Safely Celebrate With Family This Holiday Season
Cozy family gatherings are a staple of the winter holiday season. But this year, with COVID-19 continuing to circulate throughout the country, getting together with family will look decidedly different.
In this Q & A, Krystina Woods, MD, Hospital Epidemiologist and Medical Director of Infection Prevention at Mount Sinai West, answers questions about how families can celebrate the holiday season while preventing the spread of COVID-19.
Read the latest recommendations from the CDC urging Americans to stay home on Thanksgiving
How can families in the tri-state area safely celebrate together this holiday season?
This year, in particular, everyone is really looking forward to holiday festivities because this has been a year in which we have had to keep our distance from friends and family. However, like with the rest of the year, the safest thing to do this holiday season is to gather virtually. Throughout the COVID-19 pandemic, we have learned that gathering outdoors presents a lower transmission risk than gathering indoors. But in the northeast, most of the holidays that we look forward to are going to be in colder weather which makes meeting outdoors impossible or, at the very least, uncomfortable.
I know that there are many people who are not looking forward to celebrating virtually, but in terms of safety, the best thing to do is to not meet in person.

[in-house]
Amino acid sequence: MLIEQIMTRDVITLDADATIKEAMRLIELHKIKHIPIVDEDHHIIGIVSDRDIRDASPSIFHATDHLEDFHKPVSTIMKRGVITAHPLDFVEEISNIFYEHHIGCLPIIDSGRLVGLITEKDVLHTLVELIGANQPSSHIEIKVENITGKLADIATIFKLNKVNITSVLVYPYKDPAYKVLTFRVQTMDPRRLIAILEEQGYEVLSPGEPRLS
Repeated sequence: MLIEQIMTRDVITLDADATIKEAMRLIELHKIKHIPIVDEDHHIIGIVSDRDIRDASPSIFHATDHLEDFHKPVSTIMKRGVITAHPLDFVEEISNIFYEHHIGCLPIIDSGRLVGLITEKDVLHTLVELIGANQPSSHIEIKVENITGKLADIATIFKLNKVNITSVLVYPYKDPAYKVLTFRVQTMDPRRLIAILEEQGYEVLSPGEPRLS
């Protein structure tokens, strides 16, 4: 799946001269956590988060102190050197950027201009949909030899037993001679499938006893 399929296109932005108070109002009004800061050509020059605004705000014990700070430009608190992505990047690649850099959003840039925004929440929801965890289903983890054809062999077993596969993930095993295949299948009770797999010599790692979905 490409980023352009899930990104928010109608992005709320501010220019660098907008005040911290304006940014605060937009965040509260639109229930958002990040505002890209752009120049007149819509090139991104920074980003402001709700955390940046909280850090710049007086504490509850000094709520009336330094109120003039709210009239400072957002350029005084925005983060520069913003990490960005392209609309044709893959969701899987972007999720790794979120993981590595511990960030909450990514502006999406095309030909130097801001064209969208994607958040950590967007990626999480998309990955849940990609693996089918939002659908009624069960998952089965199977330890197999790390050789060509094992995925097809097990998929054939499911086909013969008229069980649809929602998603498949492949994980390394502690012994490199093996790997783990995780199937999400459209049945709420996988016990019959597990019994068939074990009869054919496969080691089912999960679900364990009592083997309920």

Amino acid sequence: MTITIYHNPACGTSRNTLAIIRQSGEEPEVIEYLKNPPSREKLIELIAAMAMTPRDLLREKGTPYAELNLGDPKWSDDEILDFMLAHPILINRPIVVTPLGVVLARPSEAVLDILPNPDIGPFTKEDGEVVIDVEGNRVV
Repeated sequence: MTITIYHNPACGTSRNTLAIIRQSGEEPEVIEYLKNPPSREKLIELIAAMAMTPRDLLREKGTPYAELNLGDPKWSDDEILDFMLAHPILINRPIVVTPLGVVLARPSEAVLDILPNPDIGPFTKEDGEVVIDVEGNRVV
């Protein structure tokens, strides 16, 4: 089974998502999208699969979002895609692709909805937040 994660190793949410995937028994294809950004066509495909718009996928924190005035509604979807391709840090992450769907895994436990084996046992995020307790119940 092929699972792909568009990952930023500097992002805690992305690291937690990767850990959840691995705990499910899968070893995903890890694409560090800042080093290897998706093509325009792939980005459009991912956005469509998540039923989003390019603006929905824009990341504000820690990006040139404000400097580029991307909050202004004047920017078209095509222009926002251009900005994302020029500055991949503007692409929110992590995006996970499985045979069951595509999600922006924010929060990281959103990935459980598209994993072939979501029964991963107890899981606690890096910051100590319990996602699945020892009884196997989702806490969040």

I am hosting a small holiday dinner. Are there health-related questions I should ask guests before arriving?
If you are going to take the risk of gathering indoors, the most important thing to do is to make sure that everyone in attendance is taking precautions outside of the gathering. If you—the host—are very careful about masking, washing your hands, limiting outside activities, and you are working from home, then your risk for contracting COVID-19 is going to be low. So, you want to think about the people coming into your home. They should have a similar risk profile to yours.
It defeats the purpose for you to be super careful, and then invite someone to your home who is taking risks, like going out to a lot of events or parties. So, it is a good idea to get a sense of a guest’s risk profile if you don’t already know.
In a blog post on how to safely date during a pandemic, Mount Sinai pulmonologist Lina Miyakawa, MD, advised asking potential partners the following risk profile questions. They provide a great start in assessing anyone who enters your home for a holiday get-together.
To assess your guest’s risk profile, you can ask them these questions:
How many contacts do you have on a daily basis?
Who do you live with?
Do you leave the house? If so, where do you go?
Do you follow the recommendations to mitigate the risk of exposure, like wearing a mask and practicing social distancing?
Do you work in situations with high exposure risk?
If families choose to gather, what precautions should they take to minimize the risk of spreading COVID-19?
Here are five suggestions:
Head outdoors. If families insist on meeting in person, the most important thing would be to try to gather outside. But again, with the weather being what it is in the tristate area for the winter holidays, that will be tough.
Keep it brief. Although it goes against what we all think about holiday celebrations and how to enjoy them, keep any gatherings relatively brief. The longer you are with a group of people, the more chance you have of possibly getting sick.